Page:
IT’S hard to believe that we are already in October and into the autumn season. With the darker nights and the changing of the clocks fast approaching, one of the issues that comes into sharp focus is that of keeping our communities safe.

Last month, I was in the heart of our city in George Square. I was appalled to see that several of the monuments in the square had been defaced with chalk graffiti.

While this might not be the worst example of disrespect or damage to pieces of public property, it speaks to a wider – and growing – problem we are experiencing in Glasgow with vandalism.

I am certain that the vast majority of Glaswegians reading this column share my pride in our city and the communities in which we live in. However, we do have very noticeable problems when it comes to a lack of civic pride among some people in our communities, which has tangible consequences.

This is apparent whenever a monument is defaced, a local business’s property is damaged or when even charities are targeted.

To put this into perspective, Glasgow City Council notes that in 2017-2018 alone, more than 78,000 metres of graffiti were removed, along with 1050 instances of flyposting.

In 2020, it spent £650,000 on graffiti removal – more than any other UK local authority.

Just last year, the City of Glasgow’s City Centre Task Force was given the job to improve the feeling of Scotland’s largest city.

Among things such as finding uses for empty retail buildings, the £2 million allocated to this mission included much effort to remove graffiti.

Vandalism is not going away until it is acknowledged a lack of civic pride is a significant contributing factor as to why many people harm public and private properties alike.

Any efforts to tackle anti-social behaviour from leading to this crime must include promoting civic pride among individuals, especially in our schools. There are various routes which should be pursued to remedy the problem of vandalism at one of its sources by promoting civic pride.

One way in which this can be done is a greater role for non-governmental organisations, and by extension greater support for them by the SNP-Green government, in holding community-oriented events that actively foster engagement and a sense of community between all different types of individuals who call Glasgow home.

Groups like the Scottish Civic Trust exist to not only promote Scotland’s heritage in an inclusive way – namely by caring for our common heritage exemplified in our culturally significant buildings – but also through promoting volunteer opportunities to create a common affinity for this heritage at the local community level.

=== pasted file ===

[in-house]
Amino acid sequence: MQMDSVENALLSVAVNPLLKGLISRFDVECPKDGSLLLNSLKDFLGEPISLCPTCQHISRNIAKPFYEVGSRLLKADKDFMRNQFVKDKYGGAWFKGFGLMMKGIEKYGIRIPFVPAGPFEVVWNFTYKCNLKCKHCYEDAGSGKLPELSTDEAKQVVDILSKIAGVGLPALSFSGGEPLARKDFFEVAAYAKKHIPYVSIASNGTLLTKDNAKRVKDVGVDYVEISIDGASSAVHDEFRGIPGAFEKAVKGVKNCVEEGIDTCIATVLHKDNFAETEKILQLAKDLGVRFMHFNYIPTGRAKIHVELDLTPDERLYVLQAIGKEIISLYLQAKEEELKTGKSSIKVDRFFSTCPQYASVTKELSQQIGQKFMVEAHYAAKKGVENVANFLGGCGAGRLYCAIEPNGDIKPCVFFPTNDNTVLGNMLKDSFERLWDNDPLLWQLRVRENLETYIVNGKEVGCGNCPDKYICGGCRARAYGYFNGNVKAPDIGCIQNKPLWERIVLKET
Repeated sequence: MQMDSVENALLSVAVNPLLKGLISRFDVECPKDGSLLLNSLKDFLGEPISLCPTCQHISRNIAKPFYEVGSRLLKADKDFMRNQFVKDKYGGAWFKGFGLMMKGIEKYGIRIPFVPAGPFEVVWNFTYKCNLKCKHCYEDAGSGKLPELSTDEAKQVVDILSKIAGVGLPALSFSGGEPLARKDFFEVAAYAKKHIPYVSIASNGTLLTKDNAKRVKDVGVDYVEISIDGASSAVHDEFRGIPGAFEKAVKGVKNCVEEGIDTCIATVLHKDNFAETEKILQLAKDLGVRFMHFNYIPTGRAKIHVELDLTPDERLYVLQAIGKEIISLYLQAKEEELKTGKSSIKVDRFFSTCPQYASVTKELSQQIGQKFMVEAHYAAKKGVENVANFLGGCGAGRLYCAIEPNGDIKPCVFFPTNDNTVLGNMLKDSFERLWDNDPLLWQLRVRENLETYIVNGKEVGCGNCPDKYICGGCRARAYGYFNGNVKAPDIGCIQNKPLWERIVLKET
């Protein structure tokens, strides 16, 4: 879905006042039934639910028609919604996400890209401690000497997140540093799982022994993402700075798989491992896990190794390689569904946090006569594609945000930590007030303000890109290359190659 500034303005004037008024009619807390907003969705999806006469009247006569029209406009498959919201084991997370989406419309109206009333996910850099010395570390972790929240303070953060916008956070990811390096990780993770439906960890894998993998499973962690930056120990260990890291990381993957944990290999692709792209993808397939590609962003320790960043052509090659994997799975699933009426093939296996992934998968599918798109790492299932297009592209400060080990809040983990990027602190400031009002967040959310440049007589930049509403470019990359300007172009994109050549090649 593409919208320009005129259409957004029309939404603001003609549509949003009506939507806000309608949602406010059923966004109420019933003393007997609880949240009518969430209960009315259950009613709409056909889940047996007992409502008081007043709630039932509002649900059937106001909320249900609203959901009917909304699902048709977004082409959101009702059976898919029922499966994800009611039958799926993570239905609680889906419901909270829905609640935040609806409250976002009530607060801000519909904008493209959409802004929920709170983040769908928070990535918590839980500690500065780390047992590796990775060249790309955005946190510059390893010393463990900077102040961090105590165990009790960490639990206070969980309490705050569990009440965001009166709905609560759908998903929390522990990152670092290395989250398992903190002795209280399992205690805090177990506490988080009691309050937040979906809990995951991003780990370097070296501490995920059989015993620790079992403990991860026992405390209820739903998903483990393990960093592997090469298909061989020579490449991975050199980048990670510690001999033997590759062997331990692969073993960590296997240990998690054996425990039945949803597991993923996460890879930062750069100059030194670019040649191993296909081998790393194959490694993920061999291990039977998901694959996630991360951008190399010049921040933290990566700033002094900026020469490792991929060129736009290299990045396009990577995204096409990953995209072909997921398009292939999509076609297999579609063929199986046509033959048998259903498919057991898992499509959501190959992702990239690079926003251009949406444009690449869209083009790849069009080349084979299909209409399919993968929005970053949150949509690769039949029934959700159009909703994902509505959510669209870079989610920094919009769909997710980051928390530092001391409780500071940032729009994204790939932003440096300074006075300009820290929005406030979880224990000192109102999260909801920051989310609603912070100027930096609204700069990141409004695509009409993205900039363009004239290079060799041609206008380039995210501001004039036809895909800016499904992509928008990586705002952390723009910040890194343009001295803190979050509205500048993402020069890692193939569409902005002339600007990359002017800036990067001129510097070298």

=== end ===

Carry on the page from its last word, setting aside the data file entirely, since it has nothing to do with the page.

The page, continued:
Glasgow is in no short supply of iconic and often historically important buildings, from the City Chambers to the University of Glasgow.

In pointing this out, I believe there would be plenty of opportunities to create community involvement for the benefit of everyone.

Another avenue for positive change is that of tougher laws on damaging and defacing public property. It is with this in mind that I support my colleague Meghan Gallacher MSP’s recently announced Proposed Desecration of War Memorials (Prevention) (Scotland) Member’s Bill.

This bill would make desecration of memorials its own offence, aligned with laws that already exist in England and Wales. Not only would the punishment for such as an offence be as high as 10 years in prison, but the bill has received the support of various groups, including the Friends of Dennistoun War Memorial, as well as from other veterans’ groups and veterans themselves such as Simon Weston.

Judging by what I saw recently in George Square concerning the appearance of the monuments there, this is a bill that is very much needed.

Although other measures would be welcome and are still needed, I call for greater collaboration between the public and private sectors to address anti-social behaviour.

Glasgow City Council, in 2019, sent hundreds of letters to businesses in Glasgow. This was meant to spell out an approach to tackle the problem of anti-social behaviour that has cost both sectors dearly, as it has every Glaswegian that has noticed the decline in their city’s atmosphere and image.

However, in 2020, Glasgow was reported as having the unenviable title of being the most vandalised city in Britain – higher than London and Manchester.

Addressing this issue requires co-ordination between the public and private sectors, advice and involvement from non-governmental organisations when developing future policies, with the same applying to engagement with individuals of all ages at the community level.

If not, it is every Glaswegian that will suffer further consequences.